Parenting is difficult. It’s not necessarily the work that’s hard, though it can be, but the hardest thing for someone like me is not knowing if you’re doing a good job and having to wait through an entire babyhood and toddlerhood and childhood and teenhood and early adulthood to see if what you thought would work actually worked.  We’re nearly there with the Princess.  At sixteen (sometimes sweet, sometimes snarky), it’s too late to change course and unteach all the things she’s learned from us.  It’s too late to decide we didn’t discipline right and it’s too late to realize we didn’t teach her to be responsible in the right ways.  We will always parent her and always be there to help her grow and learn, but we’re sort of rolling down hill now after so many years of struggling upwards.  We’ve let go of the backseat of the bike.  The training wheels have been taken off. Sometimes, we have to call out for her to slow down or to steer a little bit to the left or the right, but she’s riding mostly on her own now.

Which is the goal.  Thankfully, she’s steering pretty straight.  She’s cautious, but not overly afraid.  She’s making good choices (riding with traffic, looking both ways).  She’s not perfect, so there are still places for us to help guide her, but they are few and far between now.  There’s no more bedtime.  She gets herself up.  I don’t pack her lunch or her breakfast.  I hand her twenty bucks on Sunday night and she has to manage and budget that on her own.  She does her laundry, picks out her own clothes and I haven’t helped with a homework assignment in years.

It’s the way it’s supposed to be.

She is kind, responsible, caring and dependable.  She is an excellent sister.  She is fiercely loyal.  She is starting to make decisions about her future.  Real ones.  She tolerates no bullshit and is a terrible liar (meaning, she can’t, not that she does it a lot).  She’s going to be an excellent wife to someone.  She’ll be an excellent mother, if she chooses to be, with her mixture of kindness and compassion and bullshit intolerance.  She’ll be a good co-worker.  She’s a good friend and she’s just about all grown up.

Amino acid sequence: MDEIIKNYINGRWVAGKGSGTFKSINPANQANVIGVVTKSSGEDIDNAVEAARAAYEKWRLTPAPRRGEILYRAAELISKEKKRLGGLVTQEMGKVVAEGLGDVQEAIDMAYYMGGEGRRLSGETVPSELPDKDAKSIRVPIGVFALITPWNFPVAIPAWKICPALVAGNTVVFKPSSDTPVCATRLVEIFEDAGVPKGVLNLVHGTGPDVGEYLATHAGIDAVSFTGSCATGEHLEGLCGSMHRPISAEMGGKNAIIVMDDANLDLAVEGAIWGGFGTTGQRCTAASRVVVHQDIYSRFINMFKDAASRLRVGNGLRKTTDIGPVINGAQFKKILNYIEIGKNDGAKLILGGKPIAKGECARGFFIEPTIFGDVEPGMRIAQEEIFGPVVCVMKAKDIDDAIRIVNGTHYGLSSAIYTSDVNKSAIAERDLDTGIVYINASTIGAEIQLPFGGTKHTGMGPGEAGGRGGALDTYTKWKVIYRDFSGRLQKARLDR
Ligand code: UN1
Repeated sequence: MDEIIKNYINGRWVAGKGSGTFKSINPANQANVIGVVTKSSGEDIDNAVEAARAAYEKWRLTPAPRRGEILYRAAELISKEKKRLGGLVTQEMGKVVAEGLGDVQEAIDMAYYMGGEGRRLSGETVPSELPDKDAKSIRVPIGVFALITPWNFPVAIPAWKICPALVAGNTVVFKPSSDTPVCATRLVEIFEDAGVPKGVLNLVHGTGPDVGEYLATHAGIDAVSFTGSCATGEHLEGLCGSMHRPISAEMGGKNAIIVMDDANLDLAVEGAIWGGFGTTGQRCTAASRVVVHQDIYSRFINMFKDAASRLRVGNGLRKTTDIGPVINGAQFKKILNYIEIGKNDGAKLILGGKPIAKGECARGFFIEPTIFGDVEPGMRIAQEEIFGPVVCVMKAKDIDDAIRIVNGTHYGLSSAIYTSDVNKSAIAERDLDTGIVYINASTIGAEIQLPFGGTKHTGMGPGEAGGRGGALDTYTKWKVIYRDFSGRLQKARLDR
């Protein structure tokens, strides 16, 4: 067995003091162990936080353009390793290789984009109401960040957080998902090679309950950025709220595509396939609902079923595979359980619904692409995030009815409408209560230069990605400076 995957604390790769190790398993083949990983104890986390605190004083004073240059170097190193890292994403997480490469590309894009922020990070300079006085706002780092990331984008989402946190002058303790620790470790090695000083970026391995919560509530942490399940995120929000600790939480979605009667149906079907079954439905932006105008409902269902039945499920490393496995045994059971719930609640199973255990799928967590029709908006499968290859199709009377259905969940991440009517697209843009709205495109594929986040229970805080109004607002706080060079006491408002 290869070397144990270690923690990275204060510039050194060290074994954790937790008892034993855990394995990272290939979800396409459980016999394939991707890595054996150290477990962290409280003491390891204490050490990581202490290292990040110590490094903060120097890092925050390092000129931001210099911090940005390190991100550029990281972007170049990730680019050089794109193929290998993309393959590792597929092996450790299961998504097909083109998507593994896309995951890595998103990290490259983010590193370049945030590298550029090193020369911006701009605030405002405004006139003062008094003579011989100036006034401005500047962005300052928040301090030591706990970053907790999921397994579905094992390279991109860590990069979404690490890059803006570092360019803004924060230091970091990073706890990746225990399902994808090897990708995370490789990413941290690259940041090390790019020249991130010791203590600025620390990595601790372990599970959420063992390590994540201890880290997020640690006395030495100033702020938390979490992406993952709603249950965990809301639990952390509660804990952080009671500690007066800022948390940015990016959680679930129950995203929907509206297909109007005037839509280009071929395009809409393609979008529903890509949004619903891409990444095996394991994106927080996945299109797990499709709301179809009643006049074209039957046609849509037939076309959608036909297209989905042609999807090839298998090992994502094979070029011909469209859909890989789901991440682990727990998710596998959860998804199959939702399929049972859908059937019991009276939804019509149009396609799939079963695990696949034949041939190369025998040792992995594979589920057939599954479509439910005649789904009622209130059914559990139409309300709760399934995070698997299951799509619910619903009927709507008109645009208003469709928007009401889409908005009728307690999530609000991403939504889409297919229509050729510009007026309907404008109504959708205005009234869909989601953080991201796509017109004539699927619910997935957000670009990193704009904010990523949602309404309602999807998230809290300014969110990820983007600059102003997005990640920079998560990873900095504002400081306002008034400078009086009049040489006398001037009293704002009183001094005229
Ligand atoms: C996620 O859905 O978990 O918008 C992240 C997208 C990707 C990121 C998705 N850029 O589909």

Untitled

If there is a word that means something better than excellent, that’s the sort of daughter she is.  She is superlative.

There are nights, when your baby is brand new, where it seems as though the crying will never quit.  You fear you’ll be tired and spread thin forever, but you won’t be.  You really won’t be. You think you’ll never have a meal in peace or a full night’s sleep, but you will.  You’ll read a book or watch a movie without interruptions again. Sixteen years will so seem so far away and during the rough times, it will seem like a lifetime.  It will seem like you’ll never have a child so old.

But you will.  One day, the baby who danced the cha-cha with Bear in the Big Blue House and found Blue’s Clues and cried when her goldfish died and watched Sharkboy and Lavagirl until you thought your eyes would bleed will be off to football games without you.  One day, the girl who carried her Bitty Baby around in a front carrier and that told long involved stories about her make believe husband named Eric and who insisted on spreading out in the middle of the living room to play (and never her bedroom) will  stop playing pretend.  She’ll shelve her teddy bear.  It seems like it’s so long before that will happen to your baby.  It will feel like it’s so long before you find a little bit of freedom as they grow, but in truth, it’s not a long time.  It’s just a minute or two from here…